OCD feeds off anxiety. And guess what? The anxiety grows the more we indulge in compulsive behaviour. It basically turns into a really horrible cycle.
The tips I've shared below are clearly not exhaustive. I'm not a therapist (you knew that though, didn't you?). They are strategies I have learnt and put in to practise (the latter being the crucial bit) over the course of years of therapy. I also take medication to help with anxiety and OCD that was prescribed by metal health professionals. I'm not in any way claiming to be a professional. But, I am an expert on my own experiences and in passing them on to you...
+ You may recognise some of the things I have described in this post and realise that it isn't just you. Yep, that's what I thought for so long. Believe me, it isn't just you.
+ It may encourage you to seek professional help. Or simply talk to someone you trust about how you have been feeling.
+ You may find some benefit from the tips below.
Ok, so when OCD strikes, this is what I do....
1. I remember the great quote that I read once that stated "A habit is easier to quit at the beginning than at the end" and it is so true. Rather than indulging in the compulsion to make things feel ok (by the way, compulsions NEVER work, they just keep me locked in the same miserable cycle) I do my very best to stop them before they begin. And yes, this is the really, excruciatingly hard bit. But I now know that the discomfort that I feel right now in resisting the compulsion, won't and can't last forever. It will spike and gradually fade, but only if I allow it to.
2️. Whatever form they show up as, trust me when I say that compulsions don't work. Ever. Performing a compulsion will make you feel better for a few minutes or even hours, but that relief will be replaced by some other doubt or worry that will cause you to repeat the compulsion. It's time to break the cycle.
3️. I move rooms, put some music on, strike up a conversation, focus on what it is I am meant to be doing in the here and now. ANYTHING that delays my ability to act on the compulsion. If it's early in the morning and I'm lying in bed awake, going over and over something in my head (a form of compulsion) I now know to just get to up, start moving and make a cup of tea, get a shower....even if it's too early. It's worth it to avoid getting dragged further into a rabbit hole in my mind.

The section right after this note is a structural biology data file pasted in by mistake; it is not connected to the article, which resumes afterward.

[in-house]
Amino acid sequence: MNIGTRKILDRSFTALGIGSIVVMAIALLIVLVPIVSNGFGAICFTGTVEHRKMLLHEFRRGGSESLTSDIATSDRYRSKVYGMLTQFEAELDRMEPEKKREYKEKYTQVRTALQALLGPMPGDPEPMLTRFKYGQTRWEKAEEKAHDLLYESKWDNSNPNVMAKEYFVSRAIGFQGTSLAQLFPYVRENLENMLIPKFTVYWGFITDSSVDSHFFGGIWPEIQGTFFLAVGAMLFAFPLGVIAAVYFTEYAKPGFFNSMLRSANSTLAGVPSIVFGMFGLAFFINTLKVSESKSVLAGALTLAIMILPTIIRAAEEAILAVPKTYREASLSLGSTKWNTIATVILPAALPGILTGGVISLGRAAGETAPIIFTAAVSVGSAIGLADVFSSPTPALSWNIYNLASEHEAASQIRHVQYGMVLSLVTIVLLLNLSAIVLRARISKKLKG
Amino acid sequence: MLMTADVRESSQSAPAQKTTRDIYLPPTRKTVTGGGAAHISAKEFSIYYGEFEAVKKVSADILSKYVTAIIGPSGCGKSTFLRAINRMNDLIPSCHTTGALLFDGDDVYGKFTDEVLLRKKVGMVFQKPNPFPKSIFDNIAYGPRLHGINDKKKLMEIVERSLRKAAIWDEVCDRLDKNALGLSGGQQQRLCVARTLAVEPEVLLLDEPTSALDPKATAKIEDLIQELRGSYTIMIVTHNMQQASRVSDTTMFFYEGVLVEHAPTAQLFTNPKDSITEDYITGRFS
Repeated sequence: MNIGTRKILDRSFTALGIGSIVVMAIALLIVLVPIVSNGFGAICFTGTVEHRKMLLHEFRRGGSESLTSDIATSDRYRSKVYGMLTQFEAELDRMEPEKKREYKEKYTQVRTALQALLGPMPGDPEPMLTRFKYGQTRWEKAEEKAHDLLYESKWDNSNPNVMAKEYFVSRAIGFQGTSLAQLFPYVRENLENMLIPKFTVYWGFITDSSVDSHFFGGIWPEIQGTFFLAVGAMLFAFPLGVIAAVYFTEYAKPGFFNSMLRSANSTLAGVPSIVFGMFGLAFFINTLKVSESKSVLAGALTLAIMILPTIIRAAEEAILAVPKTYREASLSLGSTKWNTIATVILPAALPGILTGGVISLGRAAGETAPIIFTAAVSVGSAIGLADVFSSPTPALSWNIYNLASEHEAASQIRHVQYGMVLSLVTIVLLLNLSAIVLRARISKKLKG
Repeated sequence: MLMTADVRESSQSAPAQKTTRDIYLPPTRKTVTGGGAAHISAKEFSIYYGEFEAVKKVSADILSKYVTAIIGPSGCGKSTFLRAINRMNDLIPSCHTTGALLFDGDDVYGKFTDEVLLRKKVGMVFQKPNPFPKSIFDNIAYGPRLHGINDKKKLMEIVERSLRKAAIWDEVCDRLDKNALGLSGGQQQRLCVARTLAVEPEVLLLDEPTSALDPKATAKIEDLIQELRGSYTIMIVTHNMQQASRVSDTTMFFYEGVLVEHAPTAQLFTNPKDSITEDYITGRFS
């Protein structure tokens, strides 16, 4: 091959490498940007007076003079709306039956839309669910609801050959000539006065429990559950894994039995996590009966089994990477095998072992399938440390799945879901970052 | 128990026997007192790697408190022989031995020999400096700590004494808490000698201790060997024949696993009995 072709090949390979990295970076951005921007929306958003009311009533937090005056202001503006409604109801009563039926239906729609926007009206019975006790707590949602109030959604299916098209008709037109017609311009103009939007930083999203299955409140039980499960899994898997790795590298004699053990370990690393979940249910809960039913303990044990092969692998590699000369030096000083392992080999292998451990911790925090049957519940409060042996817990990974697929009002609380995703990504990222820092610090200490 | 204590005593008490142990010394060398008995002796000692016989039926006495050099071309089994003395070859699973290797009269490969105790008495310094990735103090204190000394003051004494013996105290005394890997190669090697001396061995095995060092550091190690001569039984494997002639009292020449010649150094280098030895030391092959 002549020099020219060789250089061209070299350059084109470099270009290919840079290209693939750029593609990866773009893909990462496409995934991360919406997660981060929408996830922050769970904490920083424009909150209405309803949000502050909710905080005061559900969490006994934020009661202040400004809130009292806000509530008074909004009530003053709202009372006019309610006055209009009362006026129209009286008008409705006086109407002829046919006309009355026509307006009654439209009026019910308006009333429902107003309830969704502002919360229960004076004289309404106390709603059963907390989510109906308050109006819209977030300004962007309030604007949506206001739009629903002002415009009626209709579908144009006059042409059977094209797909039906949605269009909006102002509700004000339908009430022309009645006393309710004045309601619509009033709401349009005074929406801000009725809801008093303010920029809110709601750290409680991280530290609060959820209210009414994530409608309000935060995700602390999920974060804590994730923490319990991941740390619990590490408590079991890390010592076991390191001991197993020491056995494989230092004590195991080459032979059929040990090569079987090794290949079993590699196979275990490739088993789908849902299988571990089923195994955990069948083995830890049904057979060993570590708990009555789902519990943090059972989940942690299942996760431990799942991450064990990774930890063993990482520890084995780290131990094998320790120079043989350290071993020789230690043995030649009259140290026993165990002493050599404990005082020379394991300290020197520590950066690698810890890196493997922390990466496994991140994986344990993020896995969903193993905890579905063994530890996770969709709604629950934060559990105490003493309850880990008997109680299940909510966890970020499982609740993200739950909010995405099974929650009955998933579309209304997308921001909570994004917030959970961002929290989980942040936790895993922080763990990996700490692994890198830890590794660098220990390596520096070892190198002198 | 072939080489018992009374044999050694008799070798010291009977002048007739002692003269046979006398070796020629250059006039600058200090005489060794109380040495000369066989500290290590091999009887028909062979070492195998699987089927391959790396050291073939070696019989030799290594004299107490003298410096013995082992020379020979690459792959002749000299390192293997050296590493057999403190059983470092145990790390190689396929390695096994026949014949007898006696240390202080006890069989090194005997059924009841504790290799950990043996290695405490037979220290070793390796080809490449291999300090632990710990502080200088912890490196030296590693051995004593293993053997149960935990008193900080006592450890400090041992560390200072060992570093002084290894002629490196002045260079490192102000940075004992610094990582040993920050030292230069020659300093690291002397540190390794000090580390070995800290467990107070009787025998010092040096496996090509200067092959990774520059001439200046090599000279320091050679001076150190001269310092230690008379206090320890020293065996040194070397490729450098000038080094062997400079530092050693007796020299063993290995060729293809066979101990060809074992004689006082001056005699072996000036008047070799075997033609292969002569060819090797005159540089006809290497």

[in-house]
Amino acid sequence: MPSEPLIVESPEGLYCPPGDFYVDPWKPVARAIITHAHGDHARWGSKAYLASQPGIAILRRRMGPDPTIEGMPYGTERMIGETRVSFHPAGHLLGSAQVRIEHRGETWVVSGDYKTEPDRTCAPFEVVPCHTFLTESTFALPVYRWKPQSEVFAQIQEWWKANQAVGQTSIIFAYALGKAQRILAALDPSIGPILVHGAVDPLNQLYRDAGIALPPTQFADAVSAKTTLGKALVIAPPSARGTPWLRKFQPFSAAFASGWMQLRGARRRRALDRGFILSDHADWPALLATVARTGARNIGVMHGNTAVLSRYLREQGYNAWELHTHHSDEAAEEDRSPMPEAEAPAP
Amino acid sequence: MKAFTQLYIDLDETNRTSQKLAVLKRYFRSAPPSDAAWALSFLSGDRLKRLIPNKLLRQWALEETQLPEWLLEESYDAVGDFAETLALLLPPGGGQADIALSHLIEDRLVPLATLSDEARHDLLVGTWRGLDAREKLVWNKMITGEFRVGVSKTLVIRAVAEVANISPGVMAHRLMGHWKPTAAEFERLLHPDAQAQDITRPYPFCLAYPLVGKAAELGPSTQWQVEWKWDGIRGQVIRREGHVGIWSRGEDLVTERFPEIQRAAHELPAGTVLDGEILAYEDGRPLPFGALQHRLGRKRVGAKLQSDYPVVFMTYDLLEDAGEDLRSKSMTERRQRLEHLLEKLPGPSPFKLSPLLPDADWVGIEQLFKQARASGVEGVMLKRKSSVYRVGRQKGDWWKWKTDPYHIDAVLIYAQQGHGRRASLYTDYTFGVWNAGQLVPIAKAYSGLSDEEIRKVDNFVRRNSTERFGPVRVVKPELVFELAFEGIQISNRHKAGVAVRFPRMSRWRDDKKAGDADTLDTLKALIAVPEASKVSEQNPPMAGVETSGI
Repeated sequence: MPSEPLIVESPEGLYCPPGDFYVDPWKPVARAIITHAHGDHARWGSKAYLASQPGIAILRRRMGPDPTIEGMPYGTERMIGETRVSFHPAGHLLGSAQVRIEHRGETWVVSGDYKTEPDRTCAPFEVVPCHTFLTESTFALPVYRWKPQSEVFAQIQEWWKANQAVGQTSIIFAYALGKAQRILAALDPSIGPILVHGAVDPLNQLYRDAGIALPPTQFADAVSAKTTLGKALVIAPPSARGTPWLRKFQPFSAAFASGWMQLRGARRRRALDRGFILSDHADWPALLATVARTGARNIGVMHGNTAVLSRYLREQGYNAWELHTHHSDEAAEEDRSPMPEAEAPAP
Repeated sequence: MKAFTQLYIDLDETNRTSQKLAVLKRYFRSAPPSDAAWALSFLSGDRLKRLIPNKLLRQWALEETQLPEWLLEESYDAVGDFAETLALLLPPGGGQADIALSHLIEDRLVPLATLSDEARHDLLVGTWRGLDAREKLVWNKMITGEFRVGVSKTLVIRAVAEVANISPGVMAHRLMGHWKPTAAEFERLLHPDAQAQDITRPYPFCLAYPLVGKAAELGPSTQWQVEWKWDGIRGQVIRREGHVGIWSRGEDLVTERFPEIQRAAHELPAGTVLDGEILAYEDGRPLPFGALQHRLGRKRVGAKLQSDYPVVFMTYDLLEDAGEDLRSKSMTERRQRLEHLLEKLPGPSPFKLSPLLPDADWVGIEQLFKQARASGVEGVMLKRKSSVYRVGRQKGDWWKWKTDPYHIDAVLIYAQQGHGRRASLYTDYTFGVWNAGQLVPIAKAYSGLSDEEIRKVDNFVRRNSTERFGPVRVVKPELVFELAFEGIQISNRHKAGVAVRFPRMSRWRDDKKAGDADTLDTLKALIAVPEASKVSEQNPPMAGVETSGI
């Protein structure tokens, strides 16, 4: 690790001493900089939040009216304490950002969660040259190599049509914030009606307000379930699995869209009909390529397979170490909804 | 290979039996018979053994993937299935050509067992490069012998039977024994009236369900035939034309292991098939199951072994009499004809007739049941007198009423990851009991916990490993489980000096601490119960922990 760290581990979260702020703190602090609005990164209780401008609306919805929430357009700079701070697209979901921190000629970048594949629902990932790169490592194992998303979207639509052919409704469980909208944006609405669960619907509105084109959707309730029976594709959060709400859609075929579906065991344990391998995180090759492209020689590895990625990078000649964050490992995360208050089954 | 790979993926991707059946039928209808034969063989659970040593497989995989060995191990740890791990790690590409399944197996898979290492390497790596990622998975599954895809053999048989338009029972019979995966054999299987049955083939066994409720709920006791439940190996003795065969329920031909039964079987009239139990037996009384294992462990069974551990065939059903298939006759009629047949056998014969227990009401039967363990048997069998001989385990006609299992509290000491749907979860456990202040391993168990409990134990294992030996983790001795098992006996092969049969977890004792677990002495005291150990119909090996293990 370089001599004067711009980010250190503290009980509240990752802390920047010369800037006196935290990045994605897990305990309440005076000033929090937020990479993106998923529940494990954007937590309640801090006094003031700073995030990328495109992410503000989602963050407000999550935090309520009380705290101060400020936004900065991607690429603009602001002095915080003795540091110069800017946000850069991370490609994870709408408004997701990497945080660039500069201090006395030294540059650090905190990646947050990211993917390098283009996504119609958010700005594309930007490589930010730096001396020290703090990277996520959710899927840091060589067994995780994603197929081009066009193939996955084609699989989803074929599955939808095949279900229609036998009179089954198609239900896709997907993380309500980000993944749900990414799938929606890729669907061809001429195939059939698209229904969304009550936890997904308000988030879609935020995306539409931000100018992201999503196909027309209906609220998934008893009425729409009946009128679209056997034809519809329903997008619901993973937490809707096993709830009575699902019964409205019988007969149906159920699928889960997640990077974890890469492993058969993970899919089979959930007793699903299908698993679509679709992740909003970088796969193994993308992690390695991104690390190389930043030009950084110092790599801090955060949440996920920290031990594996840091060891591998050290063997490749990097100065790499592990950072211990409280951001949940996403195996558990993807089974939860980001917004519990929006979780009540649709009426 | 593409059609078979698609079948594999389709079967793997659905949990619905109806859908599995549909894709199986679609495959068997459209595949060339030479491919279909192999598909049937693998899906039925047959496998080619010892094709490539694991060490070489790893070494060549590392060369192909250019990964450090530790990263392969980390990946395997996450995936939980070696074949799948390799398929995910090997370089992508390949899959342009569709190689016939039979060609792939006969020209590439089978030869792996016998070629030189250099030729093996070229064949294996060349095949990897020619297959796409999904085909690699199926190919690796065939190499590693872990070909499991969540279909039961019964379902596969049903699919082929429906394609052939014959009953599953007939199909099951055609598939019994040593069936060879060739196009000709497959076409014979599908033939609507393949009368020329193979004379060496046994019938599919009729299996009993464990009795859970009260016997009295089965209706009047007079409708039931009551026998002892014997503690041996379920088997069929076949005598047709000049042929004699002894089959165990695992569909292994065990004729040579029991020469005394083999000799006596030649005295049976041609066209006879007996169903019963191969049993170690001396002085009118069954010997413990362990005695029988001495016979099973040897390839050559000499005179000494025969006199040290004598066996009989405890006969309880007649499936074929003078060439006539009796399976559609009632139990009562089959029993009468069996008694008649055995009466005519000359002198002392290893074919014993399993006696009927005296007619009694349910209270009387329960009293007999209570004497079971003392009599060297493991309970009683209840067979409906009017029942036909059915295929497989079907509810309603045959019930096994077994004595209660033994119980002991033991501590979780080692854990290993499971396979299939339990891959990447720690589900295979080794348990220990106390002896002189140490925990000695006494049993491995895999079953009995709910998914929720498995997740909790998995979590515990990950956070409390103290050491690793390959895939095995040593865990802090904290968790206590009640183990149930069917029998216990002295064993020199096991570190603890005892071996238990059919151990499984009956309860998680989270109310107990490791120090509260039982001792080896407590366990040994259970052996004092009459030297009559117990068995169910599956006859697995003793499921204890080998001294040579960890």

4️. I remind myself that the thoughts are not the problem. They are not my fault. We can't control our thoughts and everyone gets weird or unsettling ones. It's how I'm reacting to them that's making me feel so crap/rubbish/super stressed. I try to notice the intrusive thought (and the ensuing urge to pay lots of attention to it because it has upset me), and give OCD the side eye. I'm basically saying "Yeah, I know what you're trying to drag me into, but it isn't happening".
5. The illness that is OCD is a massive bully. It can make you think and feel the worst about yourself, but it isn't true. The clinical psychiatrist that I saw always encouraged me to say "This isn't Kate, this is the illness", in a bid to help me separate myself from the intrusive thoughts.
6. I also remind myself the bit about OCD being an anxiety driven disorder. I look at what else has been going on for me that week that could have raised my stress levels; what's made me feel more anxious, worried or nervous than usual? It's only then that I realise that the OCD didn't just pop up out of nowhere for no reason. It's most likely made an appearance thanks to other stressful factors in my life. OCD can also feel more intense when I am premenstrual, so I know to take even less notice when it's that time of the month!
7. Now, rather than spending time trying to battle with the thoughts and compulsions, I focus on what I can do to help myself relax instead. It shifts the attention from the OCD and onto being kinder to myself. Relaxation is key here. It might mean taking time out of your day or evening to do something that you know you find relaxing: exercise, drawing, chatting to a friend, gardening, jig sawing, cooking.....anything that YOU find helps you to feel calmer.
8. By engaging in relaxing activities, you are actually creating a two pronged effect in beating the OCD! Firstly, your brain is busy focusing on much lovelier stuff than the horrible/upsetting or negative thoughts you were focusing on before. You are no longer prioritising them and in turn this sends signals back to your brain that maybe they aren't as important after all. Remember the bully I talked about? Believe me when I say that it starts to lose its grip once you start ignoring it. Secondly, when you do start to feel a little calmer, because you are doing something nice for yourself, your anxiety will lower. Which again gives the OCD less of a playground to have fun on and it naturally starts to diminish.
As I said, these tips are not exhaustive, but I have found them super helpful to keep in mind when my OCD starts trying to assert it's power.
I'd love to hear from you below if you found any of the points that I've touched upon in the post to be helpful or if you'd like me to expand more on them. Thanks for reading!